For years, the Tigers had a traditional utility infielder on their roster who could handle that in Ramon Santiago, but they opted not to re-sign him. Hernan Perez and Danny Worth seemed to be in line to compete for a similar role, but Lombardozzi's arrival in the Doug Fister trade and Don Kelly's return left Detroit leaning towards keeping two superutility players on its bench.

Kelly came up through the Tigers' system as a shortstop, but he isn't an option. Tigers officials have confidence Lombardozzi can handle it, but they want to see him do it.

Iglesias is scheduled to start at shortstop for Thursday's Spring Training home opener, also against the Braves (1:05 p.m. ET, live on Gameday Audio). He's also slated to bat leadoff with Ian Kinsler off. Austin Jackson, Detroit's leadoff man for the past four years, is slated to bat sixth.

Ausmus introduces new spring BP schedule

LAKE BUENA VISTA, Fla. -- Fans who came to Disney's Wide World of Sports complex early hoping to see the Tigers take batting practice might have been surprised to see the team arrive around 11:30 a.m. ET and head for the dugout. On short trips, however, it's going to be a habit.

One of the minor changes new manager Brad Ausmus has brought over is to take batting practice at home before road games with short trips. Wednesday's Grapefruit League opener against the Braves at Disney's Wide World of Sports complex, a 6-5 rain-shortened win for the Tigers, was their first chance to give it a try.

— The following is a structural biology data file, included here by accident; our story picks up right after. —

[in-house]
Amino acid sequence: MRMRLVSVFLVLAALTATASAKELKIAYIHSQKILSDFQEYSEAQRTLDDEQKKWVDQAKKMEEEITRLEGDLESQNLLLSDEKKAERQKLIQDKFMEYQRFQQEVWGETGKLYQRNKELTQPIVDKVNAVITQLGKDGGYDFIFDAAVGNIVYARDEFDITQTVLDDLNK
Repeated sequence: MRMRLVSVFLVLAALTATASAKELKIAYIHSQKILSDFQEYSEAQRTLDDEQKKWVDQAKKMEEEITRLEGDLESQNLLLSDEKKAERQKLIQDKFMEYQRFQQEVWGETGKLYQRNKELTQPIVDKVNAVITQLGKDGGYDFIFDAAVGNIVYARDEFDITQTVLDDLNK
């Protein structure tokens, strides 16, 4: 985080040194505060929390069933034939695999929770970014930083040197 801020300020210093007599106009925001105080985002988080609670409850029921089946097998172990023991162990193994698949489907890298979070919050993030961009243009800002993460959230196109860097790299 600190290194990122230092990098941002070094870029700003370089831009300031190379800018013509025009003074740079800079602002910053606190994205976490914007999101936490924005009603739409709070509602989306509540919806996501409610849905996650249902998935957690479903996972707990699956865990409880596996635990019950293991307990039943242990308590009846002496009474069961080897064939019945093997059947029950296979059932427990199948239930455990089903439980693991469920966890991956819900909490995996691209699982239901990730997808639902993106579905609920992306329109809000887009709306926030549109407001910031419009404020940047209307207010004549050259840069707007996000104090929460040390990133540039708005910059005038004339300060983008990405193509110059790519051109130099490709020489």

By hitting at home, Ausmus hopes to sneak in a fundamental drill with the full squad beforehand.

"A lot of teams do that [in Arizona], because everything's so close," Ausmus said, "so we're just going to give it a shot. I think it only applies to five games, but if we use three of those five games for fundamentals, it gives you three extra days of fundamentals."

The fashionably late arrival strategy will come up only a handful of times this spring. The Tigers have two more trips to Disney, including this Sunday, and two even shorter trips to Tampa to face the Yankees at Legends Field.

Quick hits

Justin Verlander's second session of live batting practice is scheduled for Friday, Ausmus said, which means he won't be pitching in a game this weekend. Left-hander Kyle Lobstein is scheduled to start Saturday against the Astros in Lakeland, Fla. Anibal Sanchez will make his first start of the spring against the Braves on Sunday.

• Right-hander Eduardo Sanchez exited Wednesday's game in the seventh inning with elbow pain after throwing just four pitches. The non-roster invitee, who signed with the Tigers as a Minor League free agent, will undergo an MRI exam on Thursday in Lakeland, the team announced.

Alex Avila is scheduled to start at catcher for Thursday's home opener against the Braves after being held out of Wednesday's Grapefruit League opener against Atlanta and Tuesday's exhibition against Florida Southern. Avila suffered back spasms last weekend and had been limited in his work after that as a precaution.

Jason Beck is a reporter for MLB.com. Read Beck's Blog and follow him on Twitter @beckjason. This story was not subject to the approval of Major League Baseball or its clubs.